Originally published in South Florida Parenting Magazine October 2014
That’s the sound the device made as it was pressed against my left breast. It looked scarier than it actually was, and I barely felt the needle pierce my skin. Truth be told, the fear I had leading up to that moment was much more terrifying than the actual procedure.
For three years I avoided the lump in my breast. I knew it was there, but I tried to forget it as if imagining it wasn’t there would make it go away. It started off small, like the size of a dime, but when I got pregnant with my daughter, I felt it grow bigger and move behind my nipple. My doctor insisted I get it checked. I honestly knew I should too! He told me that when you are pregnant, your hormones can make things grow faster.
I began catastrophizing and wondering if I could even be treated for cancer, if that’s what the lump turned out to be. I began remembering hearing that women from Long Island (NY), were at a higher risk for developing breast cancer and no one really knew why. My family has a history of cancer, with my Aunt Cindy having passed away at only 47 and leaving behind two kids. I began thinking about my daughter growing up without me and not being able to see her walk down the aisle. It moved me to tears.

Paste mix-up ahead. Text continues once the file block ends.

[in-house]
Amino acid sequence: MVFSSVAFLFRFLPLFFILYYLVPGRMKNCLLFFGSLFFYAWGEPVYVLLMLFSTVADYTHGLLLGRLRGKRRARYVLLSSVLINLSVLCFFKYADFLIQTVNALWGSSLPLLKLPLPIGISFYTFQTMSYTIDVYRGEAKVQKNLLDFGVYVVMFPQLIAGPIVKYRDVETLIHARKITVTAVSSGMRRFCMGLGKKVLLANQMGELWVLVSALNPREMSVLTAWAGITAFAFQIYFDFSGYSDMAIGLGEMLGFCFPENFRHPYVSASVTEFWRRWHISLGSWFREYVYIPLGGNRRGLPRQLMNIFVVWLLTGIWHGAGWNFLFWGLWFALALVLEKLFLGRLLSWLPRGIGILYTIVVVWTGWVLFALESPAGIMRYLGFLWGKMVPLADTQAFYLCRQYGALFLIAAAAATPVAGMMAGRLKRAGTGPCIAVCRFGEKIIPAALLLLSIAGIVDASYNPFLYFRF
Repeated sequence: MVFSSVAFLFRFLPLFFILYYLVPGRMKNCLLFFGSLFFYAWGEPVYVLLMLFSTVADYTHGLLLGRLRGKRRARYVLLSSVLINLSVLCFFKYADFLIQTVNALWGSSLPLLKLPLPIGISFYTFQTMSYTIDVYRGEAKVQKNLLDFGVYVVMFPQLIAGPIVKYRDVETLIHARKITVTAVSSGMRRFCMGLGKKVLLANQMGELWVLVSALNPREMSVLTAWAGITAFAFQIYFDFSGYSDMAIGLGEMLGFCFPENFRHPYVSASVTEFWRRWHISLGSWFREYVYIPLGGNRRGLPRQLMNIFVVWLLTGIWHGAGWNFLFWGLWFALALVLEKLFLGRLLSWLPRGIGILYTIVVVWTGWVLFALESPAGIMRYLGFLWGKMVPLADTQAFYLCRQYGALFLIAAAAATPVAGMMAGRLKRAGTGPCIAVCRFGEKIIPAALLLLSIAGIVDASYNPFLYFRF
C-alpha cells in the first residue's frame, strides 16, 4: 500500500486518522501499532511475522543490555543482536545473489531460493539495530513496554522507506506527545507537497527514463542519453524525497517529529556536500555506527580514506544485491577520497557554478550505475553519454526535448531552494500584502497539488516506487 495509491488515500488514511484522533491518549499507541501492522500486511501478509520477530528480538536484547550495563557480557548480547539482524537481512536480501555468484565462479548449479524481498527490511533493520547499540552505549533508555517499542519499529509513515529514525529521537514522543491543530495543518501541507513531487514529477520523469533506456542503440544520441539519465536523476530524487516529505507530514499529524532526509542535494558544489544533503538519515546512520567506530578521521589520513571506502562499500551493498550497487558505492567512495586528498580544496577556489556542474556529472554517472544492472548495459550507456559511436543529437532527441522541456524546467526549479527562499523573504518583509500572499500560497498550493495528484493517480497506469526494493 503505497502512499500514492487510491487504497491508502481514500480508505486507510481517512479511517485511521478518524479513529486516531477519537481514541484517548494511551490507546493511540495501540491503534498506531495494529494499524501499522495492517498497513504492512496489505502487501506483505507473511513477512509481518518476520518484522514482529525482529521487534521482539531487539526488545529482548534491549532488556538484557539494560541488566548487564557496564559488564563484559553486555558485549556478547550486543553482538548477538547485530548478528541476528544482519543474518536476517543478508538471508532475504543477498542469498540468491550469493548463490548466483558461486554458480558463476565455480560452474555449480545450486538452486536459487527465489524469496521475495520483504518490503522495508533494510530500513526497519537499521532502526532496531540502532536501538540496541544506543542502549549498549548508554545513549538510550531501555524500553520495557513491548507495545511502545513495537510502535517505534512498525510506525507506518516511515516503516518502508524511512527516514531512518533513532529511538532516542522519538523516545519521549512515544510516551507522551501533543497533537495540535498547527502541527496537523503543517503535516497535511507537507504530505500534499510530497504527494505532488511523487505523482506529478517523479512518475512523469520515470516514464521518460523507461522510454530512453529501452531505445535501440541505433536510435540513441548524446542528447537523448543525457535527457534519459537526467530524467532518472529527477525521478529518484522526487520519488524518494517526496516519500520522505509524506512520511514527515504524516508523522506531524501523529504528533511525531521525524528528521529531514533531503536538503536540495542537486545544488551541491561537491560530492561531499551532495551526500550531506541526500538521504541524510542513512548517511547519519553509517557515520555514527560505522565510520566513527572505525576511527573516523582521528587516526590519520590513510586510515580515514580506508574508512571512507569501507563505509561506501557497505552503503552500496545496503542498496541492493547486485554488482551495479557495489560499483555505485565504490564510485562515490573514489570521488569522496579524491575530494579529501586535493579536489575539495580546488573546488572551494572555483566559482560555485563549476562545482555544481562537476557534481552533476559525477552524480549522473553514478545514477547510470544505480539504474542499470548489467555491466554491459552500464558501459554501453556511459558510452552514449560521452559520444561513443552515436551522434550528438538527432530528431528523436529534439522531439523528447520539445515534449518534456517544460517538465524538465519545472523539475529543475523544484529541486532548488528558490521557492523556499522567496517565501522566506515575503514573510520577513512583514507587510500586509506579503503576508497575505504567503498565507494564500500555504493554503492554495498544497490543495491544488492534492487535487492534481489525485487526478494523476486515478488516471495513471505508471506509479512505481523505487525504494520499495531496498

I knew I had to do something, and avoiding the problem wasn’t going to make it go away. I scheduled the appointment, and braved the needle. And then, the wait……. Every moment of waiting feels like an eternity. It’s like being on trial and waiting for the verdict to find out if you are on death row.
Fortunately, the results came back and the lump was benign. They recommended I get it removed before I turn 50 as benign growths can turn malignant as you get older. Now here I am seven years later, and I don’t even feel the lump anymore. Now I am sure to check myself at least once a month and get mammographies every two years.
I can’t help to think about those other women who waited for results, only to find out they had cancer. Some of them have triumphed and some of them have succumbed. I pay my homage to them and encourage other women who might be avoiding a lump to get that lump checked out. It’s Breast Cancer Awareness Month and early detection is key to survival.